The chain reaction that starts with a "Thank You".
Updated: Aug 5, 2020
I was recently asked “What is the biggest single thing that a manager can do to demotivate you?” I have never been asked this before, but I did not take long to confidently reply, “Not saying Thank You”. I was told that this was an interesting answer as most people say something generic and boring like “I don’t like being micro-managed or having my work scrutinised”. I explained that gratitude is important to me, and great things happen when we give and receive thanks.
The effects of receiving gratitude
In a previous role, I remember booking flights for a manager who did not travel very often so was not familiar with the internal booking system. She was within the team but not someone who I usually supported so as a thank you for my help, she went out at lunch and bought me a slice of cake from Patisserie Valarie (which was delicious!). I was completely shocked by this act of gratitude and part of me thought, “It’s part of my job to be helpful, you don’t need to buy me cake and I would have still done the same thing for no cake”. Nevertheless, receiving thanks (and the cake) did leave me feeling appreciated and more motivated.
That is not to say that every time I do something at work, or indeed in life, someone needs to make a grand gesture of appreciation, a simple “Thank You” can go a long way. I think that this is especially true when working in the role of a PA/EA as our work is often to be proactive and smooth things out before they become a problem, so often our work can go unnoticed. Your manager saying thank you means that they have noticed your work and acts as an acknowledgement that you have done a good job. This can result in an internal glowing feeling of celebration. I equate receiving thanks to getting a juicy boost of serotonin and dopamine (the happy hormones) and is a bit like the feeling you get when you hug a loved one, the buzz after completing an exercise class or even when someone likes your latest social media post. I caveat this; each expression of gratitude needs to be sincere otherwise it will not have this effect.
The art of practising gratitude.
Equally, the practise of expressing gratitude is just as important. Resilience, which we all need in abundance at the moment, is like a muscle and it can be built up and strengthened. Expressing gratitude is a key way of building resilience; it helps us to not take anything for granted, see the bigger picture and notice the small things in life which are good.
I regularly practice gratitude by writing down at least one thing that made me smile or that I appreciated that day. I do it just before bed and it helps me go to sleep feeling positive, which in turn results in improved rest and recovery time. Regularly practising gratitude has made me much more aware of all the small things that give me joy, that could be spring flowers about to bloom or the kindness shown by someone taking the time to explain how to tackle an Excel formula which was getting the better of me.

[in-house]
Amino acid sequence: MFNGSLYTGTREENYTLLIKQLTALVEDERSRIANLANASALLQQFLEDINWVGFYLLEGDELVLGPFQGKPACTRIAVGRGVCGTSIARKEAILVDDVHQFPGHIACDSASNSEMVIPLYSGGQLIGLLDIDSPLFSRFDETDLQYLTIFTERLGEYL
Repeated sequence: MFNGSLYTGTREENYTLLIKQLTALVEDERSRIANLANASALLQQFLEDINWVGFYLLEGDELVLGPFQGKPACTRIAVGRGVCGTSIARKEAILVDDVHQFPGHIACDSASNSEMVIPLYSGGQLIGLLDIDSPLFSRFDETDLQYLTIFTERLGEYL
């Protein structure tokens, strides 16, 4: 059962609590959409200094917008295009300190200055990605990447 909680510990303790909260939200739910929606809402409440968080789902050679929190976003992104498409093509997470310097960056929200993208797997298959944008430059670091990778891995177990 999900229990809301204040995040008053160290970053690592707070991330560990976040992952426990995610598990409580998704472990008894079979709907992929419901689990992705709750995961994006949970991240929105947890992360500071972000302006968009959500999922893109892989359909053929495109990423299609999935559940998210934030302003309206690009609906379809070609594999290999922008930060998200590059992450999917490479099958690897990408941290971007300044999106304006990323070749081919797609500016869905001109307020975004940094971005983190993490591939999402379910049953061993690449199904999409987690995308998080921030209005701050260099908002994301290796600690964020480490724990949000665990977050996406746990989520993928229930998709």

Having practised gratitude in this way for over a year, the greatest benefit has come on those, luckily few and far between, tough days. The days that you feel the whole world is crashing in on you. On these days I have had to search deep inside as to what I was grateful for or what made me smile, and I have always found one thing. This has greatly helped me know that brighter days will come again. If you choose to practise gratitude in this way using a journal or online notebook, you have the bonus of looking back on the year before on the things that made you smile which can also be really entertaining.
Furthermore, if you take the small amount of time to recognise someone's efforts, even if is for the mundane and regular life activities like; “Thank you for sorting out dinner tonight” to your partner, or “Thanks for finding a meeting room for us to use”, the recipient of thanks will respond positively, feeling appreciated and motivated. Their optimistic reaction will reinforce your own act of thanks creating a virtuous cycle. It is the mood enhancing chain reaction that you have the power to kick start, all with a simple “Thanks”.
So, with that in mind, I encourage you to practise taking a few moments to stop and think about all you appreciate in life and ask yourself if you actively show your gratitude for these things? If the answer is no - why not try it out?
Thank you to my wonderful husband for being my biggest supporter and for adding a "Little Book of Gratitude", which has become my journal, to my Christmas stocking two years ago - it has changed my life.